5. FIRST AID

Maintain a proper first aid kit and make sure every family member knows where it is. The basic first aid kit should include an ample supply of antibiotic ointment, band aids, gauze pads and medical tape. A couple of instant cold compresses are very helpful for reducing swelling in case of sprained ankle-type injuries. You may also want to keep Benadryl on hand in case of an allergic reaction.

6. TORNADO SAFETY

The National Weather Service has released statistics revealing that one half of all deaths from tornado activity involved people who were inside their mobile/manufactured home. Manufactured homes are lightweight in comparison to typical brick-and-mortar homes. If you are at home when a tornado warning is issued, evacuate from your home immediately and get to a safer structure until the danger has passed.

7. EMERGENCY EVACUATION

In case of severe weather, you may need to evacuate your residence for several days at a time. You may evacuate to stay with family members, or you may even have to evacuate to an emergency shelter. For such situations, it is advisable to keep a prepacked bag of supplies ready to take for each family member, commonly called a 72 hour kit. Here are some suggested contents:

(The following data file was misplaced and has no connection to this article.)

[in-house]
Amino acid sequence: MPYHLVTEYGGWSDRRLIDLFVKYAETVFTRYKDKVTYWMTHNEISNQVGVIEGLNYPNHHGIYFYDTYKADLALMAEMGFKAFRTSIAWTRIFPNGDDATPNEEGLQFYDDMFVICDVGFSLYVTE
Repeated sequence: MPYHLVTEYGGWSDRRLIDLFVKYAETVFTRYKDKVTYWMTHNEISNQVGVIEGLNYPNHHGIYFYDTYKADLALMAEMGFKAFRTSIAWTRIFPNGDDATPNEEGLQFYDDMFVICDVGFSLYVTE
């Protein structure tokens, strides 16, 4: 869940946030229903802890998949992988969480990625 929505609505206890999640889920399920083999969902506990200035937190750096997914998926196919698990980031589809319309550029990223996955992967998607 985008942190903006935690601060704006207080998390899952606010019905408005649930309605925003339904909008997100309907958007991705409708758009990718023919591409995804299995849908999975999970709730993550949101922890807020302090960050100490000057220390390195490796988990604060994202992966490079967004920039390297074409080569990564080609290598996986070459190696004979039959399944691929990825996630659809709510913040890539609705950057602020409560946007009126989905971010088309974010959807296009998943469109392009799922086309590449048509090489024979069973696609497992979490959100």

important documents such as a personal property inventory list, copies of identification cards, insurance information, important telephone numbers and some cash;

several days of any medication a family member is required to take on a daily basis, as well as a copy of the original prescription and physician’s contact information;

spare clothing, including rain coat or winter coat, depending upon weather conditions; for infants, be sure to take diapers, wipes, formula and bottles;

for young children, a small comfort item such as a small stuffed animal would be of great comfort in case of an emergency evacuation;

flashlights, portable radio, and

emergency blanket, bottle of water, protein bars or crackers.

These suggestions are all considerations for you to make as you determine what steps you can take to ensure your family’s safety. It is better to be prepared for emergencies that may not happen than to not be prepared at all.